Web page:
I saw this was an older post but the subject is so important that I felt it warranted a response.  If you purchase a home with a Hard Money Loan (HML) the HML will likely be lending to you 70%-80% of the ARV on the property.  It does depend on the lender, the property, and the exit strategy....meaning, how will the HML get their money back.  A flip is a treated just a little different than a buy-and-hold.  Since you are seeking to buy and hold it will likely be that a HML will lend you 70%-75% of the value.  This is important because when you refinance into a conventional mortgage you will be limited to 75% of the value of the property (if the property is a Single Family Home).  So right off the bat the loan won't be eligible for cash out refinancing anyway since you are already to the "Loan to Value" limit of a refinance (a purchase has a different LTV).  But for arguments sake, let say you did get this home at a steal and only financed 60% of the After Repair Value....you would actually have to wait 6 months to get cash out of the property with a conventional loan.  So it is the better plan to make sure that you have as little cash out of your pocket when using a HML.  If you purchase with cash there is an entirely different strategy. 

Also though, you could go over this 75% ARV rule with a "porfolio" loan.  A portfolio loan is a loan that comes from the bank's own portfolio of money.  A conventional loan is governed by Fannie Mae and Freddie Mac (if you recognize those names) and when you get a conventional loan it's not coming from the bank it's actually coming from those entities.  But since a portfolio loan will be governed by the bank itself that means that each and every bank has a different portfolio loan BUT it could go above the 75% ARV.  However, you will have a higher interest rate, or a variable rate, or maybe the term is a 20 year term...which would make your monthly payment higher, and etc.  I've actually seen some portfolio loans with all 3 of those differences on one loan.  Please DON'T hear what I'M not saying...I'm NOT saying portfolio loans are bad.  They are very good loans and help a lot of people.  But if someone says "my loan is 5%"....just make sure and see those other terms too.  5% might be true but it might be variable, etc.  Hope this helps!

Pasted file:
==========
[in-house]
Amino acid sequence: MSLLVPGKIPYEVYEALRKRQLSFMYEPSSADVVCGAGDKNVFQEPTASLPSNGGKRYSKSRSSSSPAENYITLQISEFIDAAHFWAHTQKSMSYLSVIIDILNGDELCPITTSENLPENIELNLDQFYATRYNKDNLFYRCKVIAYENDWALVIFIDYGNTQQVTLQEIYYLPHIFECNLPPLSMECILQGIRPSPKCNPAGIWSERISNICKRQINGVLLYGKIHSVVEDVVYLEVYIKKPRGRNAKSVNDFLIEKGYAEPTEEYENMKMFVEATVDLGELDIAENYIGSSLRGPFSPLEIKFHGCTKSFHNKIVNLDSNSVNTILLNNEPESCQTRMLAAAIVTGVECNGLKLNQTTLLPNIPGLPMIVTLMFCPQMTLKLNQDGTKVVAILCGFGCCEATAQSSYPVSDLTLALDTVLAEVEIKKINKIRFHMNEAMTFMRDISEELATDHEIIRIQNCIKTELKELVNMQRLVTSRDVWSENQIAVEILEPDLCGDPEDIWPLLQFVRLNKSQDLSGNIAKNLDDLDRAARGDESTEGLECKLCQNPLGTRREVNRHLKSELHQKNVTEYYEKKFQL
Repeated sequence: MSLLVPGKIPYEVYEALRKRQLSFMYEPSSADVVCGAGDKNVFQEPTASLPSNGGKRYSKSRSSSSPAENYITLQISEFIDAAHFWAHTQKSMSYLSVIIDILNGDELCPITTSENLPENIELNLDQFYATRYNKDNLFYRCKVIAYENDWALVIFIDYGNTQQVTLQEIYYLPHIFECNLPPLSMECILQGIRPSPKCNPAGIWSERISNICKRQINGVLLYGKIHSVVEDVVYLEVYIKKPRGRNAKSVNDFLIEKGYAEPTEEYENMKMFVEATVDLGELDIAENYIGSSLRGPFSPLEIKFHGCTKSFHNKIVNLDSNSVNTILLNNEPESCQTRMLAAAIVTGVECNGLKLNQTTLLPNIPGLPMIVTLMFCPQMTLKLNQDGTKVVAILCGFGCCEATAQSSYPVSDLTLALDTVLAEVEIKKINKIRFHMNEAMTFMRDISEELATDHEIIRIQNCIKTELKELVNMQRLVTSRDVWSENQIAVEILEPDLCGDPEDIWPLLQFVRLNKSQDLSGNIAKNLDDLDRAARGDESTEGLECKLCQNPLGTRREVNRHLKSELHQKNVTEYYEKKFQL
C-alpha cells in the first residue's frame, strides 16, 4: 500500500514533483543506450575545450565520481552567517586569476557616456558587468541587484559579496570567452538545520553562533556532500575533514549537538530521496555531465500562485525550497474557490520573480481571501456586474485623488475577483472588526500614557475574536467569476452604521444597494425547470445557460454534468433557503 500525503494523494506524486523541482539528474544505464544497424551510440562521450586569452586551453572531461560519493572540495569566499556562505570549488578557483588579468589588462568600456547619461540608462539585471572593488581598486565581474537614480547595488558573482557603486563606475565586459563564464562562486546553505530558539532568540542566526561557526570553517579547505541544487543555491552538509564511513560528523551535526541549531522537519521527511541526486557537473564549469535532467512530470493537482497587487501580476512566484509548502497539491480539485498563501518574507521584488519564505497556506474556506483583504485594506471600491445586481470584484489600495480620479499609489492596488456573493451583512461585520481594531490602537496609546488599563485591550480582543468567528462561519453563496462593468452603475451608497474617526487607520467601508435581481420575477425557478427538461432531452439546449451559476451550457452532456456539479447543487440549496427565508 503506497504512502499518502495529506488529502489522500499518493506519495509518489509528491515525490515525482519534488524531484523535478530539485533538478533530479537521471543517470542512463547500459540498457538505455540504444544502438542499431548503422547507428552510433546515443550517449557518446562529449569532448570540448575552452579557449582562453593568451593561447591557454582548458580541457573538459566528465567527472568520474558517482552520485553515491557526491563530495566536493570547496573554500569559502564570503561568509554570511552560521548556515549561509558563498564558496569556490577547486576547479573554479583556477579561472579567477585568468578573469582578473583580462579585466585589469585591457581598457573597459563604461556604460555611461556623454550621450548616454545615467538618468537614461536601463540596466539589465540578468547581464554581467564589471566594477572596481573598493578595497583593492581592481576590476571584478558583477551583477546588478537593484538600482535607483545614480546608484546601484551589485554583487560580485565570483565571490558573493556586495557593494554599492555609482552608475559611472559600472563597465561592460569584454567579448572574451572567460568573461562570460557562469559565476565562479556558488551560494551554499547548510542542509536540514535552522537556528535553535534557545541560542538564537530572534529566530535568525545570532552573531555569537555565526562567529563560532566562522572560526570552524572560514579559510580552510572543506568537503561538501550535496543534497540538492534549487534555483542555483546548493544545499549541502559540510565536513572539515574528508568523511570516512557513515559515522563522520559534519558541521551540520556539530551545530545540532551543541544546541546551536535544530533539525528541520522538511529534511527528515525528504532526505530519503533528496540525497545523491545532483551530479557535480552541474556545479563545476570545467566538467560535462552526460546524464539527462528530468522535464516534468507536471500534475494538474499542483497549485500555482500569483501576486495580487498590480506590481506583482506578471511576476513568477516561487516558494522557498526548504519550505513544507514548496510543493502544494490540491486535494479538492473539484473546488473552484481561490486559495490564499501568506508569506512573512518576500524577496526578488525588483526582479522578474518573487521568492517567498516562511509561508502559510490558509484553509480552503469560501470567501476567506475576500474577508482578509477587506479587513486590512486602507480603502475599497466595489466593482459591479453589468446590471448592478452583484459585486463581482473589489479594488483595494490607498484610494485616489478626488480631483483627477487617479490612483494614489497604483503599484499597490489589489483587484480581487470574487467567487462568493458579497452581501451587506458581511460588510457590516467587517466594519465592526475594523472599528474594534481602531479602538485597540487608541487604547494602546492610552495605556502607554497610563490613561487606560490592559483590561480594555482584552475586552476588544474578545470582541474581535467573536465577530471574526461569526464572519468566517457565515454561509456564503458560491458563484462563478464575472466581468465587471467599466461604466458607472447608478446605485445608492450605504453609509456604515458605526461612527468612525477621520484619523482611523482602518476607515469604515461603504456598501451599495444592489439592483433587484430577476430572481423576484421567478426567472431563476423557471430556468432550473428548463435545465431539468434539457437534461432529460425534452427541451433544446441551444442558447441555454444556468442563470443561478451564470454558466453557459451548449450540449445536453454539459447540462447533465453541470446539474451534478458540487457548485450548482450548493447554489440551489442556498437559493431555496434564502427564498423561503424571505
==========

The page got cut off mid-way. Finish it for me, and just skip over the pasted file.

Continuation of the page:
That's a valuable post!

I would add that the HML rates and terms can get better as you borrow from them more than once.

Same thing with conventional lender's portfolio loans. 

As with anything in real estate, everything turns on relationships.  The better the relationship, the easier and more profitable things become.

Just for giggles, portfolio loans can go bad.  And in some cases, the property is just as bad as the portfolio loan was, making it that much harder for the bank to get rid of.

I learned to do the following from a friend of mine, whom came across a vacant, 10/u building that were basically needing a complete rehab.  The bank was very motivated to rid itself of this liability.  He wanted money for a 20/u apartment deal.  He offered to take the vacant 10 units off the bank's hand, if they would finance his 20/u deal and the 10/u they wanted to get rid of.  They agreed.  They loaned him 100% for both deals, and 20% of the bank-owned deal, to cover the rehab and turnaround, and everybody won.

Banks can be like motivated sellers that way, but with lots of flexibility in either price or terms.  Meantime, we try to solve the bank's problems, if they try to flexibly lend us the money we want.  It's all win/win.

The issue is, we don't want to ever end up as the guy the bank took the property back from in the first place...  Just saying.